IT Career Paths: How To Move Up in IT Support

IT pro on laptop to give IT Career Path tips

So, you want to know what it's like at mid-level, otherwise known as Tier II IT support. It's time to climb that ladder and see how a person with some experience in IT spends their day. In this video, we'll quickly give you the inside scoop on what an actual day looks like in the life for a Tier II IT support professional.

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A Day in the Life of a Tier II Support Professional

To kick things off, you might have a job title such as:

Let's talk about what you'll do now that you've gotten promoted to Tier II.

Close your eyes and imagine this. You'll walk into an office, or maybe your living room if you're working remotely, to start your day. You sit down at your desk, open up the programs you'll need for the day and prepare to receive help desk tickets, just like when you used to work in entry level, aka Tier I IT support.

You could have been assigned to help people from inside or outside of your company, depending on your role and where you work. But now the help requests aren't coming directly from end users. They're coming from your own team. Basically, any problems that can't be solved by Tier I support will escalate to your level, Tier II.

Prepare Yourself

Being prepared to move up to Tier II happens with a combination of real-world experience and the appropriate certifications. You'll need to have knowledge from your CompTIA A+ certification to work as a Tier II specialist. CompTIA A+ gives you the practical foundation you need, a combination of hands-on skills and technical knowledge that prepares you for troubleshooting work. If you want to learn more about what kind of IT jobs you can get with CompTIA certifications and the salary you can expect, learn more about IT Career Paths with CompTIA.

Once you have the right training and experience, you'll be able to handle more complex problems such as:

  • Permissions-level issues or assigning new role permissions
  • Network connectivity issues that go beyond the host, such as switch configurations and network changes
  • More advanced troubleshooting of software, such as editing configuration files rather than simply installing applications.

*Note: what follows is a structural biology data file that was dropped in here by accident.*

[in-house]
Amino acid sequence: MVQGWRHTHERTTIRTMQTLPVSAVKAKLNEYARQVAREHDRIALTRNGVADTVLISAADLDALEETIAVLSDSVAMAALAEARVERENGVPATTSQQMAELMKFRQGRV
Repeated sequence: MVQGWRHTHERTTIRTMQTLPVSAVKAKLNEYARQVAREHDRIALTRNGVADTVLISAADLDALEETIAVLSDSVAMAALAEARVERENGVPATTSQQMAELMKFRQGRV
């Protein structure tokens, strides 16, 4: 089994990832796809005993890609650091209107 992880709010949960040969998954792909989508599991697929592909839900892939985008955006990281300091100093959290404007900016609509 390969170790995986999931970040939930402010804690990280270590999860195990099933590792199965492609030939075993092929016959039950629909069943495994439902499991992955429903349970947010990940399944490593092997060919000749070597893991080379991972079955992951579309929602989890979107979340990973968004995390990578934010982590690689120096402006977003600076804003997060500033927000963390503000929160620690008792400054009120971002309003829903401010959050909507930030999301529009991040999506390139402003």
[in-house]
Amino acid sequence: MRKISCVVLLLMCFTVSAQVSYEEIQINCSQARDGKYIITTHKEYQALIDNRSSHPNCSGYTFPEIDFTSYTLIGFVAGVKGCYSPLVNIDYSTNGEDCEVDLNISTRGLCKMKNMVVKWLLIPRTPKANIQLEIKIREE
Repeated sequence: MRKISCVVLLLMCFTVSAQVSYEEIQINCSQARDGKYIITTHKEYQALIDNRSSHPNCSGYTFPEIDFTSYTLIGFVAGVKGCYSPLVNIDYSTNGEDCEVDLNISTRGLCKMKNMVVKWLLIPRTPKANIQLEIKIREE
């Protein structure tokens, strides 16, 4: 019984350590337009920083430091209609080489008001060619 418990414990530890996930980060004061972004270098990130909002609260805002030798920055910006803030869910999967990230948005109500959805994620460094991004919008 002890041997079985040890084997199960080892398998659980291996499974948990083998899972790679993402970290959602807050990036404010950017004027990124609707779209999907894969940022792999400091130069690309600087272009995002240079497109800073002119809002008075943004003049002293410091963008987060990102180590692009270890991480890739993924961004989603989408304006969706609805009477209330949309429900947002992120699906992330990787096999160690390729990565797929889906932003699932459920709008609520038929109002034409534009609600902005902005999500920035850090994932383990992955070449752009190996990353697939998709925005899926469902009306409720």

What Will You Do?

Here's an example. Maybe Tier I support is performing a simple password reset, but they run into an issue with the active directory that goes beyond their understanding. That's when they come to you. When you figure out the solution, sometimes you'll just implement it yourself. Other times, you'll walk the Tier I specialist through the solution and teach them what to do because there's another aspect here to your job -- training beginner specialists. You'll help to mentor them clearly by communicating the proper use of technology to your team.

Using your soft skills will be just as important as your technical skills in Tier II support. In fact, as you move up the ladder, soft skills become increasingly important as you can take on a more managerial role or a more advanced technical role and demonstrating those skills could even be your ticket to moving up to Tier III.

What’s Next?

All right, that's everything for now. Speaking of Tier III, how does your day in the life change when you're hired in Tier III support? Well, check out our next video in the series to learn more about that role. If you're ready or curious about how to get your IT support career started, you can jump forward to our How to Get Going video and learn more about what you can do to get started today.

Read more about IT Support and Help Desk.

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